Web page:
by Elizabeth Brazeal
Integrated Healthcare Strategies, an independent healthcare consulting firm with offices in Kansas City, Minneapolis, and Dallas, has just released the results of their Spring 2012 Salary Increase, Incentive and Benefit Updates Survey. According to the survey, average 2012 salaries for hospital and health system executives are expected to increase 2.5 percent. Middle management and staff salaries will rise 2.8 percent and 2.6 percent, respectively.
As a recognized leader in the healthcare survey industry, Integrated Healthcare Strategies draws on over 20 years of compensation-survey experience. They conduct a wide variety of compensation surveys, collecting data on executive, director, and manager positions; staff and nursing positions; advanced practice provider positions; and medical director positions. IHS conducts the survey as a series; this is the sixth consecutive survey on this topic.
The survey, which examined the 2012 compensation plans for several hospitals and health systems, found that actual compensation increases were in line with the organizations’ planned 2011 budget. The surveyed hospitals were able to follow through and provide last year’s expected salary increases, and they expect to be able to do the same this year.
Nearly 90 percent of hospitals and health systems are either proceeding with salary increase schedules at the same rate as they did in 2011, or else increasing their 2012 budgets still more. Out of 75 percent of respondents who have incentive plans for executives, approximately 25 percent plan to increase those incentive plans this year. Out of that same 75 percent group, 90 percent will pay incentives based on executives’ performance in 2011.
Creating a career development plan outlining future goals must be the first step if you do not already have one. This plan should include strengths and weaknesses to help understand where your talents lie. Being able to use and grow your strengths is a key to success. Having a plan for how to acquire the knowledge you will need to cultivate these assets is easy to overlook, but is just as important. Personalizing how you stay current with your professional goals will help to narrow your focus on the vast array of resources available. Once a plan is in place, you can concentrate on topics related to your areas of interest. Information gathered should be relevant to both your career and your organization. Gaining knowledge that adds value should always be a priority. This will allow you to stay current and informed without wasting precious time on non-essential reading.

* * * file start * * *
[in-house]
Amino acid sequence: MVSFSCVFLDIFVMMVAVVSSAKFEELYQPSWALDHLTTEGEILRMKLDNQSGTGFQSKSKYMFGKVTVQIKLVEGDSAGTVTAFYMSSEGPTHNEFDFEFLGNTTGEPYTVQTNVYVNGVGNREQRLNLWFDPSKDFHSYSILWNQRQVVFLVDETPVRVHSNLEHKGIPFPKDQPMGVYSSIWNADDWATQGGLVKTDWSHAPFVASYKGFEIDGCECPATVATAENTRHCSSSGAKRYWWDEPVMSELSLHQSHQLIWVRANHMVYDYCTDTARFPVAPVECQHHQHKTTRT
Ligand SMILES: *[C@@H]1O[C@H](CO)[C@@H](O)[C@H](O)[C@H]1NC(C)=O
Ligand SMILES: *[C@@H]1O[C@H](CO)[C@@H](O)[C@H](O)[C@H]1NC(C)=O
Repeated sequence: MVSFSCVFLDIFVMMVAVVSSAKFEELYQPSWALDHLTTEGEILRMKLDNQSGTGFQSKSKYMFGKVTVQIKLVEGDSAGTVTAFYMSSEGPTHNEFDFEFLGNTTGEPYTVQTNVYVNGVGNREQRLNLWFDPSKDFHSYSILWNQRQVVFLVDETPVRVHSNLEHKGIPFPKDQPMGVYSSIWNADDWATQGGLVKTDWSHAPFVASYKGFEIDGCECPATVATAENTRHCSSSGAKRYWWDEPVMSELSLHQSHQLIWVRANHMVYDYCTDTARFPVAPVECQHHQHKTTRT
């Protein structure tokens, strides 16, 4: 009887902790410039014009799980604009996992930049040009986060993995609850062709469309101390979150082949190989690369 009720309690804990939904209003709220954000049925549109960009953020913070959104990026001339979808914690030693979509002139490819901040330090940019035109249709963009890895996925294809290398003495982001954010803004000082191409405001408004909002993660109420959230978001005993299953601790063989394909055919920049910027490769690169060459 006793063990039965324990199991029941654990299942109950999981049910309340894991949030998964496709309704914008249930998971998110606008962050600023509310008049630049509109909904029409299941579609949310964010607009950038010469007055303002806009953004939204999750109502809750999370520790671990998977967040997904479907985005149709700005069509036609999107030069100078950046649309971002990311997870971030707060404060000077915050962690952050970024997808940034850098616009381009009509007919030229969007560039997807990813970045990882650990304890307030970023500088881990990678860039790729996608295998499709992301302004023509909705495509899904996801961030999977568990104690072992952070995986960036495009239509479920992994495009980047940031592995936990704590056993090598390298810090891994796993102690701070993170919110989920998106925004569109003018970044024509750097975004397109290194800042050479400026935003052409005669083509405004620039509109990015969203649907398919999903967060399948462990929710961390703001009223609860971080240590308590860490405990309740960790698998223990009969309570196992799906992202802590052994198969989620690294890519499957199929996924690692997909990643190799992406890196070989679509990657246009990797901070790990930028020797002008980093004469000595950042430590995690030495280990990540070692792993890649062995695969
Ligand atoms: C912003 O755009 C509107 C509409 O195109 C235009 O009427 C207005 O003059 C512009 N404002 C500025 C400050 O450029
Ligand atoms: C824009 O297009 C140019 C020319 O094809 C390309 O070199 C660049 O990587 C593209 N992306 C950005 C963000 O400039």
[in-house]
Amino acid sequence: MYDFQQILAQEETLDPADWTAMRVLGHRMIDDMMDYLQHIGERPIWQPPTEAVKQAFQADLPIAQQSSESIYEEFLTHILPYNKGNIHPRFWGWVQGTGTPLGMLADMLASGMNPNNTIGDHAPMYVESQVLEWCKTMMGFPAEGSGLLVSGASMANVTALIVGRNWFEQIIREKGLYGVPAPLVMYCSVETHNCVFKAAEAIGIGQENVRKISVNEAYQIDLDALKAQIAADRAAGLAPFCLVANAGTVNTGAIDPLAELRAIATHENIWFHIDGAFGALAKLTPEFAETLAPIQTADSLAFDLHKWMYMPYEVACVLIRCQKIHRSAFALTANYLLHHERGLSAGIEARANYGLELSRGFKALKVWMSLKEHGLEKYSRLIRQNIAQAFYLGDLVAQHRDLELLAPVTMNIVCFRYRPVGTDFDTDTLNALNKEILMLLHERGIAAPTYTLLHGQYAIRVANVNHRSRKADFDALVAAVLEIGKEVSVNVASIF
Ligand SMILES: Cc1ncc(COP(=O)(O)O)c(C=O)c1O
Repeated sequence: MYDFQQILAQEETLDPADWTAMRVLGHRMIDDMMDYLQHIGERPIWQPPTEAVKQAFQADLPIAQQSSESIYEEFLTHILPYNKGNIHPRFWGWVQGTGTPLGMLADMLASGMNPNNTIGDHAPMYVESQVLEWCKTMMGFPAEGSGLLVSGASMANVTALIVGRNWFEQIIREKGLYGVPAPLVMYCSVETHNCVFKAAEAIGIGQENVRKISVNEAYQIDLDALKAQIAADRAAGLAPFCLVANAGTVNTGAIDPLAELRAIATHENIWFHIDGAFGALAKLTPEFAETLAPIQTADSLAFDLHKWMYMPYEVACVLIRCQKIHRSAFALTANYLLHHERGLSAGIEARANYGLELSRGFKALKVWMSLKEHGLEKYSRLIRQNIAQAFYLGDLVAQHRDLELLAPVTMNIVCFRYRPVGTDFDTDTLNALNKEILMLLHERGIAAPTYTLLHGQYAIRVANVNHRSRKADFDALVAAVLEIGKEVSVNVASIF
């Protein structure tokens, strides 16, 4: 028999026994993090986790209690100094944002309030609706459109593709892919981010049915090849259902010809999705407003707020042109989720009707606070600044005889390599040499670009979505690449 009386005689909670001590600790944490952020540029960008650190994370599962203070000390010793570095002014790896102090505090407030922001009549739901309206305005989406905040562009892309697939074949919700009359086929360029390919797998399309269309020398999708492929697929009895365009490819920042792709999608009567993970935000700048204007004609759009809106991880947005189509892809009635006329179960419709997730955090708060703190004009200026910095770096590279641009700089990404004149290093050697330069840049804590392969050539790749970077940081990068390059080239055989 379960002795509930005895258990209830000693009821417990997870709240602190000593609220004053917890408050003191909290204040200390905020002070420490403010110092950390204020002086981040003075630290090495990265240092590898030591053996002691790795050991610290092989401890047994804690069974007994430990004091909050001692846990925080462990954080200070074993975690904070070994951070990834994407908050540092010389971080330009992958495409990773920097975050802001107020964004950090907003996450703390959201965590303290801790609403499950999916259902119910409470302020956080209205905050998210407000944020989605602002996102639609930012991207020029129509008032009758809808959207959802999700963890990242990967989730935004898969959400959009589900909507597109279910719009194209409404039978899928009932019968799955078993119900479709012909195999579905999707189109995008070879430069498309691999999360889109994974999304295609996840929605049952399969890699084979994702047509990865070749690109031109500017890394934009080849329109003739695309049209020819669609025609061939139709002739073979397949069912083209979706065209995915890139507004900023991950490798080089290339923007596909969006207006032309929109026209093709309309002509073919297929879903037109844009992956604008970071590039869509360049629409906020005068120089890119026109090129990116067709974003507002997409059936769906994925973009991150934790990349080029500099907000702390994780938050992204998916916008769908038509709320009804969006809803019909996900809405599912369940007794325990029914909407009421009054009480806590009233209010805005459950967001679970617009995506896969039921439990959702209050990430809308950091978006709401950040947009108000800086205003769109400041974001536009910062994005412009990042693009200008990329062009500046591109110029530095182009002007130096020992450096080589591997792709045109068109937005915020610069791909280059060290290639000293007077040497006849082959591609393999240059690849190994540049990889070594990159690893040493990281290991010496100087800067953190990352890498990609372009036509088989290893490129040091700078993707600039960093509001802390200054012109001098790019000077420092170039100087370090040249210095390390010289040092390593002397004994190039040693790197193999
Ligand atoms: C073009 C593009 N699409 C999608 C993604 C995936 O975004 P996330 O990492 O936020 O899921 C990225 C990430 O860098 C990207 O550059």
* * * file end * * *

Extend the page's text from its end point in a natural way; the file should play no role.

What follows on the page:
Making the commitment
Staying current and up to date must be a daily commitment, which is often a task valued in theory and forgotten in practice. This is why you should devote at least 15 minutes every day to reading about current trends in your industry. It can be tough to allocate any amount of free time due to busy schedules, but it will pay off in the end. Specifying a certain time of the day for reading may help, such during a daily commute or immediately after lunch each day. The key is making the commitment. Many successful individuals spend much more than 15 minutes every day staying current. As you grow more familiar with the process, attempt to increase your daily dosage of reading material. You may also find opportunities to catch up on heavier reading while waiting at the airport or when stuck at the dentist’s office. Maintaining a file of earmarked articles for future reading can aid this process for some. But for others, this may cause reading material to simply accumulate and go unread. Developing a system that works for you is the best strategy. Still, this should be in addition to a daily routine of reading which serves not only as a source of valuable information but also as a reminder to look outward and ahead.
Sources for national issues and developments
Keeping a finger on the pulse of the industry at a national level is important. It is easy to find all of your attention focused on your local market, but this can be detrimental to your organization and career. Looming federal policy changes, for example, can have a direct impact. The reliance of healthcare on constantly evolving technologies mandates continual learning for administrators. Innovation is often inspired from external sources, sometimes even from other industries. According to Peter Drucker, “The entrepreneur always searches for change, responds to it, and exploits it as an opportunity.” While his statement aptly describes entrepreneurs, it also highlights the importance of foresight and adaptation. Awareness of industry-wide issues and developments is crucial to contending in a competitive market.